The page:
Ana was an early arrival at the club-house where volunteers were organising bread rolls and coffee. ‘People were just sitting around at tables, stunned,’ says Ana. ‘We were all in a state of shock.’ Over the next hour more and more people came in with their children and animals. Apart from adults and children of all ages, there were birds in cages, cats wrapped in duvets or blankets and dogs roaming freely about. One of these arrivals was Reg’s neighbour, Shirley McRae who came in with her five blue kelpie dogs. She explained that the road had completely flooded and she’d been rescued by the Special Emergency Service. ‘They’d managed to get a canoe,’ Ana explained, ‘and Shirley and the dogs piled in, only to discover the boat had a hole so they had to paddle mighty quickly to safety!’

‘I can’t speak highly enough of all those people who helped that night, the SES, the Fire Brigade, the Salvation Army and the locals,’ says Ana. ‘They saved us in so many ways.’

The kindness of the Wingham community continued as the day went on. Beth Braham told Ana she had four beds and would she like to stay, offering the same invitation to Shirley and her kelpies.

The following day Ana returned to Reg’s property. ‘Everything in the house was affected. My little blue car and lap-top were write-offs. At the height of the flood, the water had reached the top of my car.’

Ana was determined to salvage what she could from Reg’s house. 

Reg’s father, Reginald Harris, was a war correspondent in the Pacific area and post-war covered the Japanese War Crimes Trials. Reg is writing a book about his father’s life using his letters and contemporary photos. Just before the flood he laid them all out on his desk for referencing. Ana managed to save the precious letters and all the old photos. 

‘They were the only things Reg wanted to save and I managed to do that but all his books were totally destroyed. I took lots of photos to show Reg the extent of the damage.’ 

A day later, after various conversations with someone outside Australia, she was told she could pick up a hire car from Taree airport. But how to get there? The bridge between Taree and Wingham was closed, making it impossible to get in or out of Wingham.

‘I ended up staying at Beth’s place for three nights,’ na says. ‘She was so generous, cooking meals for us and providing copious glasses of red wine. We just needed to talk and talk about our experiences and in doing so we forged a very special friendship.’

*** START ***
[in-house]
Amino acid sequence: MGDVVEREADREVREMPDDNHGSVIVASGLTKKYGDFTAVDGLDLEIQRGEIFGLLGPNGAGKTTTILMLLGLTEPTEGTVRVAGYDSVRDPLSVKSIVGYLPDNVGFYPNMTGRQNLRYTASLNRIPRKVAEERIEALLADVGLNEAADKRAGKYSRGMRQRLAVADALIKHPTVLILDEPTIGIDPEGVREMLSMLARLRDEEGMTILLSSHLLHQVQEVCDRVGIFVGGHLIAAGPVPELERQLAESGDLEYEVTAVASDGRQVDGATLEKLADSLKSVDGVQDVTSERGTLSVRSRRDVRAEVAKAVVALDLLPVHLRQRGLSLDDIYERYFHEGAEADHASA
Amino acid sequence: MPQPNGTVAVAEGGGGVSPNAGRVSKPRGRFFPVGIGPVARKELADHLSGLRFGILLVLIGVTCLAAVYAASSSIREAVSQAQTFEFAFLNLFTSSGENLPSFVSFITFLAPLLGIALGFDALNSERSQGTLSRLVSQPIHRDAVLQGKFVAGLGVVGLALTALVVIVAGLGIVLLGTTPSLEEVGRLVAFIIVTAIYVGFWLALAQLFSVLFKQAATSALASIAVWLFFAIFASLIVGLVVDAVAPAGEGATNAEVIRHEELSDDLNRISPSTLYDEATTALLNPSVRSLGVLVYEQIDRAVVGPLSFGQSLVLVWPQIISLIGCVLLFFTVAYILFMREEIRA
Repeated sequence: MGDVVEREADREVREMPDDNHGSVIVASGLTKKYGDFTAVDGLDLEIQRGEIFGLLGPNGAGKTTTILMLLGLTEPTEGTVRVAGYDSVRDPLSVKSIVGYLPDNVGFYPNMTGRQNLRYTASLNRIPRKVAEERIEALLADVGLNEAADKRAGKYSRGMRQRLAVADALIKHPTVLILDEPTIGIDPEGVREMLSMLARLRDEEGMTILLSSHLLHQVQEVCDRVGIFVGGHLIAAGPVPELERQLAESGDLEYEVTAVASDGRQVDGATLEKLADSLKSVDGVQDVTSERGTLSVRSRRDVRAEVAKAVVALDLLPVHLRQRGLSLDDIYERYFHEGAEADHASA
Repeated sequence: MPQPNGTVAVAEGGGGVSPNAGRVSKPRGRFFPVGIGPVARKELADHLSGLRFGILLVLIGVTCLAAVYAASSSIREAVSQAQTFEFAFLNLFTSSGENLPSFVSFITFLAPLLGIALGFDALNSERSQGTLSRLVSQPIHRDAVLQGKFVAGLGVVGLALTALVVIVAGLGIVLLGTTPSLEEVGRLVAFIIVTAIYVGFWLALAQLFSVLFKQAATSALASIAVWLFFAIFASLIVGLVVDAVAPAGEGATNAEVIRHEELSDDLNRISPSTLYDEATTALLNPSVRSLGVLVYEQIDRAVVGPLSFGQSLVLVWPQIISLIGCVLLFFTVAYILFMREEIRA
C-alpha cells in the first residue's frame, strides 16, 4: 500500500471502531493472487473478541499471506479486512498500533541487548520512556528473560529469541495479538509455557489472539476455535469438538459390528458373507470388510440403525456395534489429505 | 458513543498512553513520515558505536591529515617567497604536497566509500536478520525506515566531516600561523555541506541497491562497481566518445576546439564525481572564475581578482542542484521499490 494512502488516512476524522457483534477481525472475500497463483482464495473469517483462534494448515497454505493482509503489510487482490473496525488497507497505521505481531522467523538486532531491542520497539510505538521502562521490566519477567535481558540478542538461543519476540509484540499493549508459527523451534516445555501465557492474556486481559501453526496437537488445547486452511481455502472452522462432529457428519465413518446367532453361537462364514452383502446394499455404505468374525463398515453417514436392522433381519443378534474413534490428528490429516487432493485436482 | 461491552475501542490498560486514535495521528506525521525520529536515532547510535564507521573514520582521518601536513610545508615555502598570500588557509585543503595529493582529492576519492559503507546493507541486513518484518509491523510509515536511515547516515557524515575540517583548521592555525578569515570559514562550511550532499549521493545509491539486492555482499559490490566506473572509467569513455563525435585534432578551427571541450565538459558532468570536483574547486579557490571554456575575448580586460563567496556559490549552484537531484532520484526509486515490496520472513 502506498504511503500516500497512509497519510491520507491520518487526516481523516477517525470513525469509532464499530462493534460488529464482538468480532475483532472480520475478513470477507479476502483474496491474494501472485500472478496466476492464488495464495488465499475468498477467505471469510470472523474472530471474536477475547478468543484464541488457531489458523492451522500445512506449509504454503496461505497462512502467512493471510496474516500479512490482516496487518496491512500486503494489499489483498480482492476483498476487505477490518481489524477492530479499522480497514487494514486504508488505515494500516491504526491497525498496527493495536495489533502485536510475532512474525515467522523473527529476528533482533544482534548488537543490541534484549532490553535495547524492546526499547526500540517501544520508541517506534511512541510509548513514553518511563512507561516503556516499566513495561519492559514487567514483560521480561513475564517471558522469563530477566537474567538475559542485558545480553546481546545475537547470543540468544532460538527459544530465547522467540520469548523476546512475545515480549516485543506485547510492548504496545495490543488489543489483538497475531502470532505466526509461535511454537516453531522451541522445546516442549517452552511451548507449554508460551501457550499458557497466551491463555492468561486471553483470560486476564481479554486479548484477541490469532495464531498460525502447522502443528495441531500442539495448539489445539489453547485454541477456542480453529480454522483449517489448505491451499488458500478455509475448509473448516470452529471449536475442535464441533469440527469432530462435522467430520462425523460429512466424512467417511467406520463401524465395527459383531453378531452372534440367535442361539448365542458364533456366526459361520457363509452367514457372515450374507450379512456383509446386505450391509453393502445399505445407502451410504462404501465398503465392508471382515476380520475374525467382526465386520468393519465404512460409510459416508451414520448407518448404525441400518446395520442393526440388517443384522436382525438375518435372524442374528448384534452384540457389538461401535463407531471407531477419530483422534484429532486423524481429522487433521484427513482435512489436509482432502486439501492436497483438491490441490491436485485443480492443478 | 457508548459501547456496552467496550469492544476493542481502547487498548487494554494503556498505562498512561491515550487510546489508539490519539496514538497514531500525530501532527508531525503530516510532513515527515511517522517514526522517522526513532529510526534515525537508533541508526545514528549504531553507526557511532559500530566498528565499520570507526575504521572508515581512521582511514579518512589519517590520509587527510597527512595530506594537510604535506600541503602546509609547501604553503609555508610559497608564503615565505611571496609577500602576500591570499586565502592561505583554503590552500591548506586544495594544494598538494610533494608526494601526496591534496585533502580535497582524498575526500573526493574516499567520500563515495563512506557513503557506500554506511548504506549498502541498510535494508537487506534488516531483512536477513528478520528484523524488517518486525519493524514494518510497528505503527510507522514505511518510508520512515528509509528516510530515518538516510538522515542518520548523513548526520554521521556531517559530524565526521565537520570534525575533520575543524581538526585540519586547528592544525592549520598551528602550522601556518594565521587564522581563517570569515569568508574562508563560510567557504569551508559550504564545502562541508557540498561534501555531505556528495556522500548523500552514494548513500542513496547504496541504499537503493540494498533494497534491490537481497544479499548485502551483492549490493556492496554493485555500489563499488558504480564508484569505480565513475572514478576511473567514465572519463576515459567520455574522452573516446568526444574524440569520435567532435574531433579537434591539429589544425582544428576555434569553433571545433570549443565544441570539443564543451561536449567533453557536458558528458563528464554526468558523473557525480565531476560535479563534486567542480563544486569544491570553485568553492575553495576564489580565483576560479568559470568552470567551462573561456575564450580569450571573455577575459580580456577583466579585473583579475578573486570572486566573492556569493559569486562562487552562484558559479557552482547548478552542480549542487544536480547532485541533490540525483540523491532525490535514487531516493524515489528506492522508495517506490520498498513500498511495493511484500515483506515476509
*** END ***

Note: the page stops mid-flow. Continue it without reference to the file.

When the rain stopped, there were other horrors for the community to deal with. Dead cattle were floating down the Manning River as many people had had to abandon their animals. Shirley lost most of her chickens and nearly all the fields were contaminated with sewerage.

Another kind Wingham citizen, Earle Braham, offered Ana a lift to Taree airport in his four-wheel drive and five days later she was back in Sydney. It was there that the full effect of what had happened struck her with force. ‘I couldn’t settle,’ she says. ‘I realised I was suffering from post-traumatic stress. I was one of the lucky ones. I hadn’t lost anything really – my car and laptop were covered and replaceable. It made me realise how important counselling is for people badly affected in the floods and bush-fires, people who, many months later, are still suffering. So many don’t talk about it. They must.’

But the flood didn’t only leave devastation in its wake. ‘This was my first experience of being in a small town,’ says Ana. ‘I saw how everyone worked together when things were bad and I kept that thought with me.’

A few months later Ana returned to Wingham to see Reg and Usha. Ironically, the last place Ana planned to visit was the local estate agent, however word got around and she heard there was a house for sale in the area. 

‘It had to be affordable and not in the flood area!’ 

It turned out to be near the golf club, on high ground. She put in an offer which was accepted and two months later she moved in.

Ana had not only found her house but great kindness in a community, a place to call home.